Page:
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Reflections on the Passion of Our Lord Jesus Christ Part 5

by Plinio Corrêa de Oliveira

Ninth Reflection

“And when they came to the place which is called Calvary, they crucified Him there.” (Luke 23:33)

 

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Prior to the crucifixion, we can imagine the infinite beauty of Our Lord, the beauty of His physique and the luminosity of His Sacred Face, where the aesthetic principles of the universe resided. The grace of His gestures, the elegance of His bearing, the sobriety of His manners and goodness must have exerted a strong attraction. When He spoke, who could imagine the tone of His voice, its inflections and unique capacity of expression?

 

But when He was nailed to the cross, He was deformed, without beauty, and one massive, bloody wound. This great victim was innocence itself. He had never sinned. He was the personification of virtue. He never had the need to make up for anything, but nonetheless, did so without measure.

 

Why?–because of the gravity of our sins. We should feel deep sorrow and regret at the sight of Him, the Innocent One Who bore sins with the sinner. He Who was most pure, most sacred, carried them for me! This should stir us to a great trust. One who was redeemed at such a price need only ask to obtain the necessary grace to practice virtue and the good that will lead him to Heaven.

 

Today, Our Lord’s pains are caused by the blasphemies and scorn against the Catholic Church, as well as the worship of the idols of a pagan society: egalitarianism, sensuality, revolt, impurity, murder, theft, adultery. Which of God’s commandments are not transgressed today? What is my attitude in face of this situation?

 

Facing my sins and the insufficiency of my atonement, I must kneel, strike my breast, and firmly resolve to sin no more.

 

Tenth Reflection

“When Jesus therefore had seen His mother and the disciple standing whom He loved, He said to His mother: ‘Woman, behold thy son.’ After that, He said to the disciple: ‘Behold thy mother.’ And from that hour, the disciple took her into his home.” (John 19:26-27)

 

Saint John the Evangelist was at the foot of the cross also representing a sort of summit. His love had reached a high point. He was the beloved disciple.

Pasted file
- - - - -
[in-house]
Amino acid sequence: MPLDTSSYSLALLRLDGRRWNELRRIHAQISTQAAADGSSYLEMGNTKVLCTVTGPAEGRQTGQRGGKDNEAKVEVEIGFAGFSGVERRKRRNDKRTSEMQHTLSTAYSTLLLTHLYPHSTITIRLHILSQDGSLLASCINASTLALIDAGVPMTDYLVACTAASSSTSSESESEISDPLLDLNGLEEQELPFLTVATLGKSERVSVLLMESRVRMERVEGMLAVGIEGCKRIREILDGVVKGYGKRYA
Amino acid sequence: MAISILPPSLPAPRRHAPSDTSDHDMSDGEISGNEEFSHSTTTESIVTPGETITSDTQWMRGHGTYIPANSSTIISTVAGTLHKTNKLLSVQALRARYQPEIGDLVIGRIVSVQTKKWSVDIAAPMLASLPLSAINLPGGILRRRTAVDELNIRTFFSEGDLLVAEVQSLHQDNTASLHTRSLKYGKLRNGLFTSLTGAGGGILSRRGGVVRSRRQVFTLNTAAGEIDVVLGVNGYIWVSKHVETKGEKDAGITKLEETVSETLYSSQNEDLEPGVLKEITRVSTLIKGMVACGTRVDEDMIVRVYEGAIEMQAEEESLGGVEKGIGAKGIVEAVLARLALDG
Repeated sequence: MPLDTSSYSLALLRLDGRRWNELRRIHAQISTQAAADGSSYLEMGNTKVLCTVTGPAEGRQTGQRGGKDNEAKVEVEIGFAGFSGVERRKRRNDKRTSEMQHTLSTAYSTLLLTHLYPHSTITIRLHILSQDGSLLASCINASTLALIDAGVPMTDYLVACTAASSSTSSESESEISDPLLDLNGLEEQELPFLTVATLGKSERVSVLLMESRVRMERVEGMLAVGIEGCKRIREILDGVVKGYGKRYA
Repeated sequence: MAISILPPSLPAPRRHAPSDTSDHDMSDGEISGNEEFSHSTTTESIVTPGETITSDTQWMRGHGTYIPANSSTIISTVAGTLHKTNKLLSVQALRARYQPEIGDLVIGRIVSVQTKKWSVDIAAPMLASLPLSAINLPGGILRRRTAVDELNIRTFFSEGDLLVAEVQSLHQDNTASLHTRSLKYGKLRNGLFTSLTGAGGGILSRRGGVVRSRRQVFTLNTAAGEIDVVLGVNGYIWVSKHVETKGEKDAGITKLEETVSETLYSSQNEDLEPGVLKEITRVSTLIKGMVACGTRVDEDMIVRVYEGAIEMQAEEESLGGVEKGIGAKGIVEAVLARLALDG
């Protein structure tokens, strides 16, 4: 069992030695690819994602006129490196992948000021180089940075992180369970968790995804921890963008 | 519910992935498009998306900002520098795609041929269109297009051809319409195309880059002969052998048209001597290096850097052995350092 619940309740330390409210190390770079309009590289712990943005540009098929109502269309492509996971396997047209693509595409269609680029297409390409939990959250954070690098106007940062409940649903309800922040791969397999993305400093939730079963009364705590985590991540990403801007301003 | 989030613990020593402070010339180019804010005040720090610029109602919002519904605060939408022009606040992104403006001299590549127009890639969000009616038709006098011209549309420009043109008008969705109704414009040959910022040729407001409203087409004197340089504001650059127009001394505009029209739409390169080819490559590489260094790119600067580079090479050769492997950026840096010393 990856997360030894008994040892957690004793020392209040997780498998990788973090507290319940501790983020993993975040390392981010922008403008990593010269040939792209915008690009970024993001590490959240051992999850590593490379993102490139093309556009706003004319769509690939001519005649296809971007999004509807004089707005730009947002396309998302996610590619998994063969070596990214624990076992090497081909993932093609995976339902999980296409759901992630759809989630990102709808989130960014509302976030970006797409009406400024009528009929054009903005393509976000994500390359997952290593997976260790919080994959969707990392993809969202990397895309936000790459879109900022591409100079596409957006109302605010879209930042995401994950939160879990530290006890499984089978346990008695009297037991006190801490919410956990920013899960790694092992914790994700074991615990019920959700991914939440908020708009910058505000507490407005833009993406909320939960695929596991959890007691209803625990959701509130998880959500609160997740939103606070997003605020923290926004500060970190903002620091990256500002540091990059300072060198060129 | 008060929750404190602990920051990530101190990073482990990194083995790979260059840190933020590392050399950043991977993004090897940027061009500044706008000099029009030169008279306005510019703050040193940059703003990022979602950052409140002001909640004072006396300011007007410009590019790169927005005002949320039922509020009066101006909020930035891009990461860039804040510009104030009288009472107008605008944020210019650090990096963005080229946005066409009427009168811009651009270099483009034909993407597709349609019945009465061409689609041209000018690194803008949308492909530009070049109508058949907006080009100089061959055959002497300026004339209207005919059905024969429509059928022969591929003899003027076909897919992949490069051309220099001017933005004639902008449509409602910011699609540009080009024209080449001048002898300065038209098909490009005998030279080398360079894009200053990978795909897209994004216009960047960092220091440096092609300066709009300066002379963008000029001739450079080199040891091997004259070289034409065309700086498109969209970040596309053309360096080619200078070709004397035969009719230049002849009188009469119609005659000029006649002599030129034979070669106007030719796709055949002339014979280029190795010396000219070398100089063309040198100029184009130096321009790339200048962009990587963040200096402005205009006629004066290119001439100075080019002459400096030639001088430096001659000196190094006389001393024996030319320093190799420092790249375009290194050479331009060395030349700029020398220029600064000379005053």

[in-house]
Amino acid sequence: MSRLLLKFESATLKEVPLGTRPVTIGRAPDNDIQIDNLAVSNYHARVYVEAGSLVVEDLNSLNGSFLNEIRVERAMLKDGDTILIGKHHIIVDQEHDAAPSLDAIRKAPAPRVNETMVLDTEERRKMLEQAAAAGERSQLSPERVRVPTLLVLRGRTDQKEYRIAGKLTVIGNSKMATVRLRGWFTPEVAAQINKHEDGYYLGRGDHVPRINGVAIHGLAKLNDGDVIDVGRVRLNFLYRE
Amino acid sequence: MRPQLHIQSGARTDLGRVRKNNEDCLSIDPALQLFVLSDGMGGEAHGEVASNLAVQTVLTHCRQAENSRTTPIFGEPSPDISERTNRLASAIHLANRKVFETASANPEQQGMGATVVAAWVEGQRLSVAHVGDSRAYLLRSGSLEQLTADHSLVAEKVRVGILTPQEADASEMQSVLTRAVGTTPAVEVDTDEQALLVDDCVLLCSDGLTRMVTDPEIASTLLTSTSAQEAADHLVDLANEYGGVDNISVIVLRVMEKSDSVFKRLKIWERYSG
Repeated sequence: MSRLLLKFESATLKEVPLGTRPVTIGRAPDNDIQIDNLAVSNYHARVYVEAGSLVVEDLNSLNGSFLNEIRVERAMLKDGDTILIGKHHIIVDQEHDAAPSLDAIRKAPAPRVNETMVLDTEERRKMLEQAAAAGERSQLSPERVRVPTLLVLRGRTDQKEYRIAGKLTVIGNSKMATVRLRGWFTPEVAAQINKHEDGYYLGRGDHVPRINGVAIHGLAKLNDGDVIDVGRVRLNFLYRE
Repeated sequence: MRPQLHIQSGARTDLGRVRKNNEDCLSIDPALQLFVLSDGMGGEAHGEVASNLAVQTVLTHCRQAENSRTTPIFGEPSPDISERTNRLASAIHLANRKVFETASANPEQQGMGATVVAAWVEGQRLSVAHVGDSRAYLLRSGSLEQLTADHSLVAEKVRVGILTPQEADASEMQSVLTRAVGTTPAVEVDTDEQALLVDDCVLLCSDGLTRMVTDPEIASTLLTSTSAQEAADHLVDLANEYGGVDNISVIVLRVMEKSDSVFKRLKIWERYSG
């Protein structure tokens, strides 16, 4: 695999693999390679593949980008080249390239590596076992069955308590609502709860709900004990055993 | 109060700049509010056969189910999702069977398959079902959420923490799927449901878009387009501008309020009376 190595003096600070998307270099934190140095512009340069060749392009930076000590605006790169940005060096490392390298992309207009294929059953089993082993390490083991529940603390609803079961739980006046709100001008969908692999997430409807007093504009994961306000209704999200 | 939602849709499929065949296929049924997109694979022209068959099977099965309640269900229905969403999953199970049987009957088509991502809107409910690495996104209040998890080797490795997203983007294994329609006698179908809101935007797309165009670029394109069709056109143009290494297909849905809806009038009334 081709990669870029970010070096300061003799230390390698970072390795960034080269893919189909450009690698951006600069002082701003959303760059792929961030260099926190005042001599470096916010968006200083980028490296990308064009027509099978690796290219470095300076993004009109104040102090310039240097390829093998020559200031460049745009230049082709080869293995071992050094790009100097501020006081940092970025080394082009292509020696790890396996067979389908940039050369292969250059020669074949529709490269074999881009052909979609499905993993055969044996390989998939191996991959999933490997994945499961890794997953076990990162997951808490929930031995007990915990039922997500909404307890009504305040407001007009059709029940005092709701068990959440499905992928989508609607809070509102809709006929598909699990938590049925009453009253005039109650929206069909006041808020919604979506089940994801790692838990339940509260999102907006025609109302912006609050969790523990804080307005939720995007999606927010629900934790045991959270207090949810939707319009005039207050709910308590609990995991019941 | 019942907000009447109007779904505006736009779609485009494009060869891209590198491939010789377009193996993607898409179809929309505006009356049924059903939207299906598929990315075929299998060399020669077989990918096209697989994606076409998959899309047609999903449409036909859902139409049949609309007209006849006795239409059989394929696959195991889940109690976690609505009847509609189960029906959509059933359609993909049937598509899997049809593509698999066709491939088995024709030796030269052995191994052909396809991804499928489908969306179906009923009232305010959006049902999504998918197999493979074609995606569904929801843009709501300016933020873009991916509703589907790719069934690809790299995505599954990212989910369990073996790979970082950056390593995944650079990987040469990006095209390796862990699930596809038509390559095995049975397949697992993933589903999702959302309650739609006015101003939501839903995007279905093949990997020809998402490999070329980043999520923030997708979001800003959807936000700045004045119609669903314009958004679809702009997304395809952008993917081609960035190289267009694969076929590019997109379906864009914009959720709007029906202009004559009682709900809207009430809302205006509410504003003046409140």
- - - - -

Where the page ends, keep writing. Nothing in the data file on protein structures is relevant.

On Holy Thursday, he had rested his head on Our Lord’s breast and heard the pulses of the Sacred Heart of Jesus then beating with love for all mankind. Later that night, just as the other apostles, he had slept and fled. However, he was the virgin Apostle, the beloved Apostle, and virgin souls, even in deplorable situations, find the means and strength to fulfill their duty.

 

On the other hand, God protects virgin souls. God attracts virgins to Himself. Thus, not only did Saint John have the honor of being the disciple of love, but also of being present at that summit of love when Our Lord died on the Cross. In this way he represented all the Apostles and rescued the Apostolic College from complete disgrace.

 

Furthermore, in this zenith of love he received the ultimate reward, because there can be no greater gift than for a person to receive Our Lady as a present. When Our Lord said, “Woman, behold your son,” and then to Saint John, “Behold your mother,” he received a priceless gift.

 


 

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Go to:  Part VI

Quote of the day

DAILY QUOTE for September 22, 2019

Dismiss all anger and look into yourself a little. Remember...

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September 22

 

Dismiss all anger and look into yourself a little.
Remember that he of whom you are speaking
is your brother, and as he is in the way of salvation,
God can make him a saint,
in spite of his present weakness.

St. Thomas of Villanova


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Saint of the day

SAINT OF THE DAY

St. Thomas of Villanova

When the emperor discovered his secretary had written the na...

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St. Thomas of Villanova

Thomas was born in Castile, Spain in 1488. His family was not wealthy, but his father’s work as a miller allowed the family to be charitable and generous towards the poor. He was sent to school at the University of Alcala at the age of sixteen, where he threw himself enthusiastically into his studies and, ten years later, became professor of philosophy.